A state economic development board on Thursday approved an $8 million tax credit for General Motors as the company looks to expand its autonomous vehicle division with more than 1,100 hires in California.
The GM tax credit was among more than $91 million in California Competes incentives for 114 companies approved at a board meeting in Sacramento of Gov. Jerry Brown's GO-Biz agency.
The credits range from GM's $8 million to $20,000 for MinowCPA Corp., an accounting firm that plans to hire eight people in Newport Beach and Santa Ana.
GM promises to hire 1,163 workers at an average salary of $116,000. San Francisco is the hub for GM's autonomous vehicle research and development since the company acquired Cruise Automation last year, said Kevin Kelly, a GM spokesman.
The new workers will include software designers, on-street vehicle testers and support functions like human resources, he said. The company is testing 50 autonomous vehicles on public roads in San Francisco, the Detroit metro area and Scottsdale, Ariz.
"As autonomous car technology matures, our company's talent needs will continue to increase," Cruise Automation CEO Kyle Vogt said in a statement. "Accessing the world-class talent pool that the San Francisco Bay Area offers is one of the many reasons we plan to grow our presence in the state."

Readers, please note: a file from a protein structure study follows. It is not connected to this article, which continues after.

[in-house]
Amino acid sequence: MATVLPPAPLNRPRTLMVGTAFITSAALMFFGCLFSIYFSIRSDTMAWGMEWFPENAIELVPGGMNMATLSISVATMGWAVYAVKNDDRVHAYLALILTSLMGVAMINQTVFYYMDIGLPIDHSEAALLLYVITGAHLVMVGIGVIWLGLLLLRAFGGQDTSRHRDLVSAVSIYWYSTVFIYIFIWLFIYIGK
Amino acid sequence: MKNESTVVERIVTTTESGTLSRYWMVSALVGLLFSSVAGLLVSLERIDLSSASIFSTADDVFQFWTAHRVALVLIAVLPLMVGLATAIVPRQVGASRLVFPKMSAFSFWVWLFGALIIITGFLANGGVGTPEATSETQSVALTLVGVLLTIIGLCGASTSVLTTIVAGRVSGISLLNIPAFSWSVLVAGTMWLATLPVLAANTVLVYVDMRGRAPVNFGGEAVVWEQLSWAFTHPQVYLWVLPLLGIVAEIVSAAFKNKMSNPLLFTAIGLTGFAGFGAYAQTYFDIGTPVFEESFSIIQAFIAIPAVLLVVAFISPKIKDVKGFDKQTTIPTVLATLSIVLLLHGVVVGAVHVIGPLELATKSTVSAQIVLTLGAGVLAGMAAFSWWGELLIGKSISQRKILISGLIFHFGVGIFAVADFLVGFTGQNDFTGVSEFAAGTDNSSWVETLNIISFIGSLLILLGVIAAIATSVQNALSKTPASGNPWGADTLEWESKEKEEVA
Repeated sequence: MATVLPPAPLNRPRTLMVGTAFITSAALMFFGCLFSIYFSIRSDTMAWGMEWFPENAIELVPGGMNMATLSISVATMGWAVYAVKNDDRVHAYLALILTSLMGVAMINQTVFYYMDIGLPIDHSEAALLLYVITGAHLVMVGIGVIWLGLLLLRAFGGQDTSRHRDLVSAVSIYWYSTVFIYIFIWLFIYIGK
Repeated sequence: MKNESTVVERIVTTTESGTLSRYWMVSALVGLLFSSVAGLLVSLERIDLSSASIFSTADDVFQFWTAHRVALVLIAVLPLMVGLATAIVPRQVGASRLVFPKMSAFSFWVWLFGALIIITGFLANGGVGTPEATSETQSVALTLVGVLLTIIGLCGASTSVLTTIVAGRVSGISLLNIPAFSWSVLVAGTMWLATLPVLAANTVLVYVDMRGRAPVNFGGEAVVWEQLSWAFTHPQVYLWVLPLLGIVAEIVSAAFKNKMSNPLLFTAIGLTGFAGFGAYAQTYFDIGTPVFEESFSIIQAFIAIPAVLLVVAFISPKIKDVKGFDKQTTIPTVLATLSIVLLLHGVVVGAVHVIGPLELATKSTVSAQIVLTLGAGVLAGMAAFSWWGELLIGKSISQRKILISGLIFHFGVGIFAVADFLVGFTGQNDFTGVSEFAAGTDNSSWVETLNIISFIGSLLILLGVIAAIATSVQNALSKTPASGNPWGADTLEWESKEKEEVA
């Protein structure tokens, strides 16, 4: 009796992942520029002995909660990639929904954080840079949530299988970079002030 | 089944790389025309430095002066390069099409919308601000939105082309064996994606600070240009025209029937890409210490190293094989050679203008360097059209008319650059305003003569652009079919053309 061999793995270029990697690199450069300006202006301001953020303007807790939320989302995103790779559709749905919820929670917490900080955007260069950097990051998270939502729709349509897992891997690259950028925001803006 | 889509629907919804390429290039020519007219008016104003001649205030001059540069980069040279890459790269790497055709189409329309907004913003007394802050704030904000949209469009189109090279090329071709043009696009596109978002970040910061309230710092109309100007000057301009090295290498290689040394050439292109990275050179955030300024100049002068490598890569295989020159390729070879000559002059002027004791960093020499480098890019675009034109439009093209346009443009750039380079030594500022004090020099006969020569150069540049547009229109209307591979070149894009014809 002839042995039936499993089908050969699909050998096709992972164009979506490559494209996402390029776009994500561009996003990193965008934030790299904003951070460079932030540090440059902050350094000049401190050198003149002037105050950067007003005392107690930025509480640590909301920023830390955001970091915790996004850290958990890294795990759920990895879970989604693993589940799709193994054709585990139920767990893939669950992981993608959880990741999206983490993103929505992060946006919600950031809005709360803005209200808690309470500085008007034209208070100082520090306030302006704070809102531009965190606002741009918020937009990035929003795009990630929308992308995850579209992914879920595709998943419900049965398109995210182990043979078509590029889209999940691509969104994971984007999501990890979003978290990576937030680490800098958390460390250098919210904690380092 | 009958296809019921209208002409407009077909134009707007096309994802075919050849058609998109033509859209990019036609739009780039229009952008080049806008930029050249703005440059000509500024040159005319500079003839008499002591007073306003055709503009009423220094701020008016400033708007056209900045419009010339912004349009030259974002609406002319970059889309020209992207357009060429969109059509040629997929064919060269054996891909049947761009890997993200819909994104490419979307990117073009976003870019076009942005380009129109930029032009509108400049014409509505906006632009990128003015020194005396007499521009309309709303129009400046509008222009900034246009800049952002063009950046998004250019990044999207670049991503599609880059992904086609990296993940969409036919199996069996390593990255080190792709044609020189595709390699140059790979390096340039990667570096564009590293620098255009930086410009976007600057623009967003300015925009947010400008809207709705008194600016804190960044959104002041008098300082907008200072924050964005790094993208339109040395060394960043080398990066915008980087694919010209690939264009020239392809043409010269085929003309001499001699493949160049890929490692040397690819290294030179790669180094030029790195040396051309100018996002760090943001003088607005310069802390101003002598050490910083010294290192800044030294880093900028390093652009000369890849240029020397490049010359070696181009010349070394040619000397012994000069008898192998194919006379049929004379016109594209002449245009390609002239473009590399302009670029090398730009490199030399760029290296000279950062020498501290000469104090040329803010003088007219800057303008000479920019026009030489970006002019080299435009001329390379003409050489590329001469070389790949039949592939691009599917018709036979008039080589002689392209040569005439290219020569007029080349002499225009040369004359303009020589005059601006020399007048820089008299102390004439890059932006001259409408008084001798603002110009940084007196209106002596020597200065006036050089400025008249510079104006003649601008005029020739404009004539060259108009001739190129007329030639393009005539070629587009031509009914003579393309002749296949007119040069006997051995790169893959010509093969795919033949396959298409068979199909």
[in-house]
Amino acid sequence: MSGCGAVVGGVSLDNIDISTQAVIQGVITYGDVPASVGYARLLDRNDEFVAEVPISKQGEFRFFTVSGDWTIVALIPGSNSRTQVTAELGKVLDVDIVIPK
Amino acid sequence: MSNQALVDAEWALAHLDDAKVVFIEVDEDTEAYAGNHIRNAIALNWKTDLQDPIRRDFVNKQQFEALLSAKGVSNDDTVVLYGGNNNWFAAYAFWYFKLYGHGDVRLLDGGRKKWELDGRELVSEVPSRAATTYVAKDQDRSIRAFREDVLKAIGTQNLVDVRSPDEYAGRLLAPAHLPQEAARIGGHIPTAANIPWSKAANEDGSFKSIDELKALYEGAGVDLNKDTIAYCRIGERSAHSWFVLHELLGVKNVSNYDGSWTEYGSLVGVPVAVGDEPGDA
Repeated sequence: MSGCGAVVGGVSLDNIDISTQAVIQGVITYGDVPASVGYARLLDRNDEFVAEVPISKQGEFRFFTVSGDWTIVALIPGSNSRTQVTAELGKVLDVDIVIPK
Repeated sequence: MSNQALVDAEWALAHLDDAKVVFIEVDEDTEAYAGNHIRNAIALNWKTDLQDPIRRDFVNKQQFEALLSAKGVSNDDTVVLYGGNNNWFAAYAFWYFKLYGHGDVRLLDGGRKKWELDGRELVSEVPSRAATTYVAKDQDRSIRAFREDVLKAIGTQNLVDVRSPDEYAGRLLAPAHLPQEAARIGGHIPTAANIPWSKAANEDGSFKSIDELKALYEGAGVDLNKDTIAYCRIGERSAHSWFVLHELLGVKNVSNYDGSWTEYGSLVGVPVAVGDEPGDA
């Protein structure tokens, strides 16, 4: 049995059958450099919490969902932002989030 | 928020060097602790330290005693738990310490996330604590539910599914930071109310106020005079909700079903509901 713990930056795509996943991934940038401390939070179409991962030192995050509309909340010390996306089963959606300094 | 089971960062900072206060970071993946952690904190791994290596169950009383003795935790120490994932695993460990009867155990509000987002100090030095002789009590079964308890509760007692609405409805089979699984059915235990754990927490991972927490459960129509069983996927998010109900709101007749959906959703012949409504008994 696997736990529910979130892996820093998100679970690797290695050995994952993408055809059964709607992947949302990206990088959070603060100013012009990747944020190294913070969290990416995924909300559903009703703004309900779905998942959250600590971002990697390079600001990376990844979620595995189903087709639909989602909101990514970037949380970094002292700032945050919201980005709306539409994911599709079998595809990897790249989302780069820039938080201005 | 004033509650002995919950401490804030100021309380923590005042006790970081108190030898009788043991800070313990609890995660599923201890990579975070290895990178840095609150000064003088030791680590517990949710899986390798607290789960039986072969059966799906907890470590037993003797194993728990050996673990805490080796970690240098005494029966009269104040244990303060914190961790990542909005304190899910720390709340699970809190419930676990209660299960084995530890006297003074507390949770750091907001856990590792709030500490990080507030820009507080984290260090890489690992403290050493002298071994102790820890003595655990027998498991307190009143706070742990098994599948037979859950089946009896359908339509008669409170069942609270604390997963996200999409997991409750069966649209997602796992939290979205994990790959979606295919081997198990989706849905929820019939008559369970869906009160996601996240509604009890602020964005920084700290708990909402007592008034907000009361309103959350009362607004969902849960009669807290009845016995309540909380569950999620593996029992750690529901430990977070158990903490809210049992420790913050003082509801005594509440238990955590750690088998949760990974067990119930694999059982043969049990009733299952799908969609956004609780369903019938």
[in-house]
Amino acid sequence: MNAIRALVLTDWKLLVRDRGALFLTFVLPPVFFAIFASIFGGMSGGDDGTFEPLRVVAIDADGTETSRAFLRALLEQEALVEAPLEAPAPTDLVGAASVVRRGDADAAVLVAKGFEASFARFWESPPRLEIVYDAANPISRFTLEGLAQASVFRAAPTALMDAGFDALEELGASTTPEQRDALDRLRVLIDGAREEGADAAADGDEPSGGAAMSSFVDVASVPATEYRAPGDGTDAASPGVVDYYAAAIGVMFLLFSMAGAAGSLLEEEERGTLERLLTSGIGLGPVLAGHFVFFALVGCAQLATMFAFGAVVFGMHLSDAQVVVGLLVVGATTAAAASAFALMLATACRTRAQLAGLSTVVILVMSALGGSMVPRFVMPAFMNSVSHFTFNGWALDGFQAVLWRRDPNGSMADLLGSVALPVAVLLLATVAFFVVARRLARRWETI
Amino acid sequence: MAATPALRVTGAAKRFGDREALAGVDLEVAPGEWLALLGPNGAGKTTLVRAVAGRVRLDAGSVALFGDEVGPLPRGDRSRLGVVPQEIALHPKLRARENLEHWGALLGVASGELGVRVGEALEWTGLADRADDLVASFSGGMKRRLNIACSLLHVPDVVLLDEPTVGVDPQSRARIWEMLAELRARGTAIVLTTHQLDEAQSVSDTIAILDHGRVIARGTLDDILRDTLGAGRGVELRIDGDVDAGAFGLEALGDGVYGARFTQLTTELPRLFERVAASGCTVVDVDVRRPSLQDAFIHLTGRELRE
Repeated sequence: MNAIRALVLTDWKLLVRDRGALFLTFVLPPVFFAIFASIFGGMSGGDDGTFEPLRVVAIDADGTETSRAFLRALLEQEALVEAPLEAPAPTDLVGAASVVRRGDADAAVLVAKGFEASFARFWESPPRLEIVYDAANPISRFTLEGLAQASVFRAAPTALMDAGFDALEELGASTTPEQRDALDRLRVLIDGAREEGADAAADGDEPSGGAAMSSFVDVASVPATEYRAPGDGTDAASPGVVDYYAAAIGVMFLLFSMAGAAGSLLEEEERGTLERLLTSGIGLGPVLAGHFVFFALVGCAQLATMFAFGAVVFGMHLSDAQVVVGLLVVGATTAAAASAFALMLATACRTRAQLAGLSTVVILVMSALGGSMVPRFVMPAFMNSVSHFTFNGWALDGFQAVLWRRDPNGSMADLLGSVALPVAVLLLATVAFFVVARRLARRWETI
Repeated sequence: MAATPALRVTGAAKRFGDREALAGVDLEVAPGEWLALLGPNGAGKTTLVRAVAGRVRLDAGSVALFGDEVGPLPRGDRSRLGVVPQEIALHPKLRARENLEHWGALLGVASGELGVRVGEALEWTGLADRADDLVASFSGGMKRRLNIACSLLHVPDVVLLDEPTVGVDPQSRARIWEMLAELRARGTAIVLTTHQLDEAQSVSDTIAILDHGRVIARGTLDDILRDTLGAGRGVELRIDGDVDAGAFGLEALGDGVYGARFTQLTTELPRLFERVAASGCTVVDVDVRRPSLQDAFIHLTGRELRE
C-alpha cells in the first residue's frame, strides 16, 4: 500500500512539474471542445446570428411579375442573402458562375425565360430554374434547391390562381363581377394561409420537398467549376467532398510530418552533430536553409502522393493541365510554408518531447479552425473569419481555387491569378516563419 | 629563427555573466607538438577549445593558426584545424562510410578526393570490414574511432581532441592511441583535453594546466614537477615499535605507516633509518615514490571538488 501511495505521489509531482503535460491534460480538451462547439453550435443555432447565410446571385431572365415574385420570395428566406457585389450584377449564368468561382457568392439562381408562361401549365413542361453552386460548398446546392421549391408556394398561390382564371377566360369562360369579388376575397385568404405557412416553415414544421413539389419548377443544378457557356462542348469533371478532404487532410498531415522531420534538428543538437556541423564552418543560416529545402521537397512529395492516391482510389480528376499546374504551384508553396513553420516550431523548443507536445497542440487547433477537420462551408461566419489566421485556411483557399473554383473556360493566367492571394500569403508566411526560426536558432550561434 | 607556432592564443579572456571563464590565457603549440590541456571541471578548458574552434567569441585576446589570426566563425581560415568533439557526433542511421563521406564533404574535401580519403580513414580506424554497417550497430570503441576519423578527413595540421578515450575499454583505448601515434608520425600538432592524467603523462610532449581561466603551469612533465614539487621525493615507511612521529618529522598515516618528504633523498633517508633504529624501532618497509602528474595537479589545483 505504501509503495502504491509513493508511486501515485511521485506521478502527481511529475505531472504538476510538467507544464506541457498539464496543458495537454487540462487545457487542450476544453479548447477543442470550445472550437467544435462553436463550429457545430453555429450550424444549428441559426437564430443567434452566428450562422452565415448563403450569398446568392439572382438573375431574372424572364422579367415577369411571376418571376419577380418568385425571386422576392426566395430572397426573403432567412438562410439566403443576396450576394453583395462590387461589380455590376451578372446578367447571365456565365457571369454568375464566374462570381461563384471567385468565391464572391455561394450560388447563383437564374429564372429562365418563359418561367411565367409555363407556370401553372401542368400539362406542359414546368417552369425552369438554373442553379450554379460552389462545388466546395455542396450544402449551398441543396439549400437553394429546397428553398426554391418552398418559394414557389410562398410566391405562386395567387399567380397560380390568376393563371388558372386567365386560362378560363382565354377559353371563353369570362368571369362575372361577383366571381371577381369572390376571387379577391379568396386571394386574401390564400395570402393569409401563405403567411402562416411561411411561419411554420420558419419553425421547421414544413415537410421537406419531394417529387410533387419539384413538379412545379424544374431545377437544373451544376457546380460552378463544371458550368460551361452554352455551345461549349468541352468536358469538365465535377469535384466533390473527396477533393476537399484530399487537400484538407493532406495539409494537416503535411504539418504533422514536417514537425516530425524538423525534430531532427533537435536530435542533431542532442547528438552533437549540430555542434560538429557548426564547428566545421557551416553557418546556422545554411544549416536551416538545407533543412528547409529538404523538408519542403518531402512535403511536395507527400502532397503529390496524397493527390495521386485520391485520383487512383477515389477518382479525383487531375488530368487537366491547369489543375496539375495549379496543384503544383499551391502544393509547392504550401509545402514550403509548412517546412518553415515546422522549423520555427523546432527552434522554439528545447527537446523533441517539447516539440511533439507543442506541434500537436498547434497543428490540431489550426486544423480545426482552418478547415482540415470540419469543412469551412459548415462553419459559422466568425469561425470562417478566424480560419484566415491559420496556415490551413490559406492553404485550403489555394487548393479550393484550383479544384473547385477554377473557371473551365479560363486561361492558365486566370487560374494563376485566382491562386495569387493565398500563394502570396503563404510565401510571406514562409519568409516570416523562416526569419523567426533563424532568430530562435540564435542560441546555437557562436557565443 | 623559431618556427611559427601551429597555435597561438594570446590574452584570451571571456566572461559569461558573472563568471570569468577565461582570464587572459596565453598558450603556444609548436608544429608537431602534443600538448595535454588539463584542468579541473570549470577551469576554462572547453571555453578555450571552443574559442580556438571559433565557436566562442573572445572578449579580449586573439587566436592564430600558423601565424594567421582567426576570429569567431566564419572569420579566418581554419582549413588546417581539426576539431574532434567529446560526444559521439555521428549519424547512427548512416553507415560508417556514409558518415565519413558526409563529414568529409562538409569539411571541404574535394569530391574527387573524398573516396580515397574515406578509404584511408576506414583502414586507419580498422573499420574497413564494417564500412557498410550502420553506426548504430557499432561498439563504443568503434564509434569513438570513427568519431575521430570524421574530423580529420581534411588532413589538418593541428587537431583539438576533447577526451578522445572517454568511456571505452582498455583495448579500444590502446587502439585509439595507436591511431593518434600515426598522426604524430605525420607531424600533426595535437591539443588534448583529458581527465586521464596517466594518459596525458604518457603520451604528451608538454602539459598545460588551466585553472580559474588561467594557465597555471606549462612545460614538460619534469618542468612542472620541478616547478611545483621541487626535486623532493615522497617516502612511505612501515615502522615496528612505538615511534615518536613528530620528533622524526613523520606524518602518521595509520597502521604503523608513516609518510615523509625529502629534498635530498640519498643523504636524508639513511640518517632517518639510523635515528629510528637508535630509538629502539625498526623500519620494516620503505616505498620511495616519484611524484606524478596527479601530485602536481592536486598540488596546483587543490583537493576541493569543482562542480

Board member Madeline Janis said she was concerned that GM representatives, attending the meeting by phone, were unable to say how many of the company's California employees are women. Still, the tax credit was approved unanimously.
The Bay Area has become a leading region for companies looking to build autonomous and alternative-fuel vehicles, including Uber and Tesla.
Electric-bus manufacturer Proterra Inc. was approved for a $7.5 million tax credit in exchange for hiring 432 people in Burlingame near San Francisco International Airport and in City of Industry.
The Proterra tax credit was approved despite concerns raised by the United Steelworkers union, which said the company is likely falling short of job-creation commitments promised to the state of South Carolina in exchange for tax incentives. Ken Leacock, Proterra's director of government relations, did not dispute that job growth in South Carolina has fallen short and said the company is in talks with state officials to remain in compliance.
The electric bus market was slow to take off but Proterra now has a backlog of orders and is expanding rapidly, he said.
"It's a completely different marketplace, it's a completely different company now," Leacock said.
Tax breaks were also approved for several technology companies, including the online streaming service Hulu, which sought $4.3 million in exchange for adding 410 workers in San Francisco, Santa Monica and Novato. Other tech companies approved for at least $1 million in tax breaks include education site Course Hero, coupon service Honey Science Corp., construction software maker Procore Technologies and ServiceTitan.
Renovate America Inc., which provides clean-energy and energy-efficiency financing, will get a $5.5 million tax credit to hire 542 people in San Diego County and San Francisco.